In 1995, Mark Keating, M.D., and colleagues at the University of Utah reported that mutations in two ion channel genes—one encoding a sodium channel, the other a potassium channel—cause congenital long QT syndrome. This disorder, named for the longer than normal time between two points—Q and T—on the electrocardiogram, affects about one in 1000 individuals in the United States and can cause a potentially fatal arrhythmia called torsades de pointes. Over the last decade, hundreds of distinct mutations that cause long QT syndrome have been identified in 11 different genes, almost all of them encoding ion channels in the heart.

Likewise, other rare inherited arrhythmias and heart muscle diseases like hypertrophic cardiomyopathy have been linked to mutations in ion channels, calcium-regulating proteins, and components of the muscle cell’s contractile apparatus.

The rare cardiac diseases were once only interesting for purposes of “hospital roundsmanship,” Roden says, but “their importance now goes well beyond that.” They have revealed that the heart is composed of highly interconnected and interdependent systems, and that a defect in just one component of the system can cause a dramatic phenotype.

The rare syndromes have pointed to new components in cardiac physiology. And what's more, variations in the genes implicated by the rare syndromes have turned out to be more common than previously believed and to only sometimes cause disease, a phenomenon called “variable penetrance.”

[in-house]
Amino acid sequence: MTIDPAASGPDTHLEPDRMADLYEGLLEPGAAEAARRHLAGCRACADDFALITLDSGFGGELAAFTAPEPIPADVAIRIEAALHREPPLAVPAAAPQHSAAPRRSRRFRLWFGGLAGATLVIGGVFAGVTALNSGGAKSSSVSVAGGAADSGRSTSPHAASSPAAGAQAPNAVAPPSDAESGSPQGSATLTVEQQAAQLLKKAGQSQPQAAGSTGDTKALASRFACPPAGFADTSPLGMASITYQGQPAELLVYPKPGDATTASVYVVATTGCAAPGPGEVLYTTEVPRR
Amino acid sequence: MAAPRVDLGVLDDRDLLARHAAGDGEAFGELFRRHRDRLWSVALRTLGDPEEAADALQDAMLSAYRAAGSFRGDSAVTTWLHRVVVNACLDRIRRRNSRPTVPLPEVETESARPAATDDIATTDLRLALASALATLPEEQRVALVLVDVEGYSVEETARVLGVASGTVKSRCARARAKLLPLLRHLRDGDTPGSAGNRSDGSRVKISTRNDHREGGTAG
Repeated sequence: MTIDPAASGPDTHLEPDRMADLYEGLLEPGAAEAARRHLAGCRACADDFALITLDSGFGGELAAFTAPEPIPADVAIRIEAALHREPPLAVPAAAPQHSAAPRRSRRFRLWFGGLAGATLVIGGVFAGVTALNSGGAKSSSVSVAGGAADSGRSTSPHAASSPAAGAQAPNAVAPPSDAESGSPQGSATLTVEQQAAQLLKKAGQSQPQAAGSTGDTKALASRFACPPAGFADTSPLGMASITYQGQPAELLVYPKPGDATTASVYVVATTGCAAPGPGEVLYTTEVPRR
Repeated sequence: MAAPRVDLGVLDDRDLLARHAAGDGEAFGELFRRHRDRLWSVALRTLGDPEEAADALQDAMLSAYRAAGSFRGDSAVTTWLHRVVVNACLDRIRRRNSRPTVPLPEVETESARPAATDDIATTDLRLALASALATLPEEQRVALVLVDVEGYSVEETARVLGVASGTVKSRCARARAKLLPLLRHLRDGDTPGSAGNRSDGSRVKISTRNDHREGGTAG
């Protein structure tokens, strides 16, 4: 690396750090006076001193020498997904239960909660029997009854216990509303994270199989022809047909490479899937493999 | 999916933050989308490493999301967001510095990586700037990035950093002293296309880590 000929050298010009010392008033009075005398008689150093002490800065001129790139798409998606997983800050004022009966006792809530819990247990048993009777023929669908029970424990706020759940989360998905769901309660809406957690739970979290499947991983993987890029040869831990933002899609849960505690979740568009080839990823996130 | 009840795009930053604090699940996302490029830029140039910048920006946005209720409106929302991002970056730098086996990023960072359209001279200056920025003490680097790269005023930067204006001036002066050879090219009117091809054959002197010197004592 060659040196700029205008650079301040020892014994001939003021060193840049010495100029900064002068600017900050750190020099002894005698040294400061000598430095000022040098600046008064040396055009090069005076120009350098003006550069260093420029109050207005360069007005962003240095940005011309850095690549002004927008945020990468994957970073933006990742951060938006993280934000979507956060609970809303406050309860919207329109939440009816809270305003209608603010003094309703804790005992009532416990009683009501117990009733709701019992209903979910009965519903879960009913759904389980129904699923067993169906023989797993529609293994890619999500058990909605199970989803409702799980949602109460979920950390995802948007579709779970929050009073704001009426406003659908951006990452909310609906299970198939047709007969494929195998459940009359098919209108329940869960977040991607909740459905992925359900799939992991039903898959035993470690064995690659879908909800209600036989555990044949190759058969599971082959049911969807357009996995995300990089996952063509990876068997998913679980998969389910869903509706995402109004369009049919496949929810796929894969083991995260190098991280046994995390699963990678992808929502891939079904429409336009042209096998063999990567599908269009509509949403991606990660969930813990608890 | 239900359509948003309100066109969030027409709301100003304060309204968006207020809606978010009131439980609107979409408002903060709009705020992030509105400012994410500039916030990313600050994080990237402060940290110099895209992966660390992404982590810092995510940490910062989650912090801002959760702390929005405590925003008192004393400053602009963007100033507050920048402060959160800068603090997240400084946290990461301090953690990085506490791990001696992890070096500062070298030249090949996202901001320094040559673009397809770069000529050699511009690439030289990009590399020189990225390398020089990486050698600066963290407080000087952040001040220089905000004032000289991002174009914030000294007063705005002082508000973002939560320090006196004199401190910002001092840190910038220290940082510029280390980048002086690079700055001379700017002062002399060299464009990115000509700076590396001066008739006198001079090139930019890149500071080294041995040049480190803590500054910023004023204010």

“There’s a lot of commonality to these arrhythmia syndromes because the majority of them are caused by ion channel defects,” says Dawood Darbar, M.D., Ph.D., “but whether you get the congenital long QT syndrome or Brugada syndrome or atrial fibrillation, no one really knows why that is, and that’s something we’re trying to understand.”

Darbar, assistant professor of Medicine at Vanderbilt, focuses on atrial fibrillation, the most common arrhythmia observed in clinical practice. Atrial fibrillation carries a substantial risk of stroke and affects between two and three million people in the United States, a number that may climb up to eight million as the population ages. Symptoms range from nothing at one extreme to tremendous disability in terms of shortness of breath on exertion and heart failure on the other.

The fact that atrial fibrillation has a genetic basis has only been recently appreciated. “In the last five years there have been some fairly dramatic findings, and we now believe that up to a third of patients with atrial fibrillation probably have a genetic basis for their disease,” Darbar says.

Darbar and colleagues have conducted genetic screens in families with atrial fibrillation, identifying several DNA regions of interest. They also are building a database of clinical information and DNA samples for patients with atrial fibrillation, not just those who are part of large affected families. With more than 900 patients enrolled, this may be the largest such population in the country, he says.